Source Mitretek (April 2000)
51
Champ (Commercial Imagery)
  • IOC Launch Unknown, Piggyback on other launch
  • Sponsorship Construction of S/C German
    Orbital-and-Hydrotechnologie-Bremen (OHB) Systems
    of Bremen and Israeli optical equipment company
    El-Op Electro Optics Industries Ltd. of Rehovoth
    (first launch of TechSat Gurwin-1 destroyed Mar
    95 on Russian Start-1 Rocket) OHB is an 8 owner
    of Orbcomm Europe and markets the Russian COSMOS
    launch vehicle - Employs about 200 people
  • Mission Joint Space Agreement signed by
    German Space Agency (DARA) and Israeli Space
    Agency on 04 Dec 1995 to produce 5-meter imagery
    capability, 150 kg (330 Lb) spacecraft, 2-year
    mission life, operating expenses expected to be
    1.7M/year S/C construction cost 3.5M. Total
    system cost 10M.
  • Orbit Unknown
  • Ops Concept Probable government and commercial
    imagery applications
  • POC OHB-System GmBH Phone 49
    421 2020-8
  • Universitaetsallee 27-29
    FAX 49 421 2020-700
  • D-28359 Bremen
    Website http//www.ohb-system.de/
  • (Company part of the Fuchs Gruppe)

52
Other Israeli Imagery Systems
EROS A1 Oct 2000 EROS A2 Mid-2001 EROS B1
2Q-2002 EROS B2 4Q-2002 EROS B3 2Q-2003 EROS
B4 4Q-2003 EROS B5 2Q-2004 EROS B6
4Q-2004 21 Global Ground Stations 0.82-1.8 meter
imagery
Offeq-1 (19 Sep 89) - dummy Offeq-2 (Apr 90)
dummy Offeq-3 (5Apr95) Offeq-4 (failure
22Jan00) (495kg S/C. Replacement delayed Due to
2001 Defense budget cuts.)
53
EarlyBird Imagery Satellite (EarthWatch, Inc.)
  • Launch 24Dec1997 FAILED LAUNCH - Svobodny
    Launch Center -
  • on Russian Start-1 Rocket (License Approved
    Jan 1993)
  • Sponsorship EarthWatch, Inc. Satellite
    construction CTA, Merger Jan 95 w/ Ball
    Aerospace, Hitachi, Ltd. (Japan) Nuova
    Telespazio s.p.a. (Italy) Macdonald, Dettwiler
    and Associates Ltd. (Canada) and Datron Systems,
    Inc. of California
  • Mission 3 Meter GSD Panchromatic 4 Mpixel
    camera (6 km x 6 km- 8 bit Gray-Scale sampling
    4MByte - uncompressed image 450-800 nm) Imagery
    and 15 M Multispectral 4 Mpixels (x3) camera
    12Mbyte - uncompressed image (30 km x 30 km - 3
    color - 24 bit-Green-500-590nm, Red 610-680 nm,
    NIR 790-890 nm), Geographic Information Systems
    (GIS), Government (Intelligence and Monitoring),
    Agriculture and Forestry, 16 Gbit / 185 Mbps/ 1
    data port SSR built by Odetics Corporation
    Camera components from Eastman Kodak
  • Orbit 470 km sun-synchronous, 97.3 degrees (94
    Min period)/ 16 orbits/day)
  • Ops Concept Ground stations in AK, CA, and
    Europe - geographic reference scenes, archived
    images Electronic and physical media delivery of
    product, New HQ Boulder, CO offices in
    Livermore/ Pleasanton, CA - revisit every 2.5-3
    days, 30 degrees off-nadir pointing
    (left-right-fore-aft), matrix of overlapping
    frames in a single pass over any area of
    interest, 500-frame capacity per orbit,
    store-and-forward to Earthwatch Ground Stations.
  • POC EarthWatch, Inc. 1900 Pike Road -
    Longmont, CO 80501-6700
  • Phone (303) 682-3800 FAX (303) 682-3848
  • Website http//www.earthwatch.com

54
Ikonos
  • Launch Ikonos-1 (27Apr1999) FAIL-Lost TLM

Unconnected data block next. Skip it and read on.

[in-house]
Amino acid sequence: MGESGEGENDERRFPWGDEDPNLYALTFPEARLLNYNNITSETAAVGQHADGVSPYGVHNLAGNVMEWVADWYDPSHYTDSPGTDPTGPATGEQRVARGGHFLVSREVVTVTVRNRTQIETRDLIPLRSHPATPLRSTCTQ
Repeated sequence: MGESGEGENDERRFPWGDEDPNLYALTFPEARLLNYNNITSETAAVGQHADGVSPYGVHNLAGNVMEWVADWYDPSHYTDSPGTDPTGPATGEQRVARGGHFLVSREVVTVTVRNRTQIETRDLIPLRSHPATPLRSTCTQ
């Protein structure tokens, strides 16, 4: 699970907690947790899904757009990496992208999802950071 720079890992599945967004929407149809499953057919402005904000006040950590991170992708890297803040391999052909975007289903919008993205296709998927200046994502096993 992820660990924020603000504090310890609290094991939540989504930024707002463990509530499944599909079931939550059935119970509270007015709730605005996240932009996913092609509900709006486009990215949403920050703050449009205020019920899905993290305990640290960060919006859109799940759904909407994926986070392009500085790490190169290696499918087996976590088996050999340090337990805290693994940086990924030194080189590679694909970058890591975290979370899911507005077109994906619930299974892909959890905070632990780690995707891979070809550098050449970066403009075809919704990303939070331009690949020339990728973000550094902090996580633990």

after 8 min

  • 157 million insured loss
  • Ikonos-2 (24Sep1999)
  • License Approved April 1994
  • Sponsorship Space Imaging, Inc. (Formed Jan
    1995)
  • Lockheed-Martin Corporation, E-Systems,
    Mitsubishi, Eastman Kodak
  • Mission 1 meter Panchromatic Imagery (6,500
    lines per second- 450-520 nm ? - 12 micron
    detectors) / 4 meter Multispectral Imagery (48
    micron detectors - blue 450-520 nm ?, green
    520-600 nm ?, red 630-690 nm ?, Near-IR
    760-900 nm ?
  • 2 spacecraft constellation ( 1 spare) pushbroom
    scan 550 kg spacecraft - LM-900 bus lt 1kW
    average power, 7 year design life, 5-year MMD.
  • Orbit 680 km altitude, 98 degree inclination
  • Ops Concept Products Level 0 - Raw data
    Level-1 - Radiometrically Corrected data Level-2
    - Geometrically Corrected Data Level 4 - Derived
    Products System TTC - CA Commercial
    Components and Practices /- 45 degree field of
    regard 0.6 meter aperture 15 km swath width
  • POC Space Imaging, Inc., 12076 Grant Street
    - Thornton, CO 80241
  • Phone (303) 254-2000, FAX
    (303) 254-2215
  • Website http//www.spaceimage.com

55
First Ikonos-2 Image (Sep99)
56
A Physicists Back-of-the-Envelope
What would ground resolution of orbiting space
telescope be? Resolution
From IEEE Spectrum July 1986 page
49 Peacekeeping by Technical Means by John A.
Adam
Altitude of s/c focal length
x diameter of pixel
Given Typical perigee of KH-11 spy satellite
148 nm 275 km 27,500,000 cm Effective focal
length of space telescope 57.6 M 5,760
cm Pixel size of telescopes planetary camera
15 microns x 0.0015 cm Then
R x 0.0015
cm Ground resolution 7.16 cm 2.819 in
10 -4 micron
27,500,000 cm 5,760 cm
57
Landsat
  • Launch Landsat 1 (23Jul72), Landsat 2
    (22Jan75),
  • Landsat 3 (05Mar78), Landsat 4 (16Jul82),
  • Landsat 5 (01Mar84), Landsat 6 (28Sep93 - Launch
    Failure)
  • Landsat 7 (15Apr99) 800M - six-year mission
  • Sponsorship NASA - Spacecraft Development
  • Space Imaging, Inc. operates the spacecraft
  • Mission 15 meter Panchromatic (50-900
    nanometers) and 30 meter Multispectral Imagery in
    seven bands (blue 450-520 nanometers green
    520-600 nanometers red 630-690 nanometers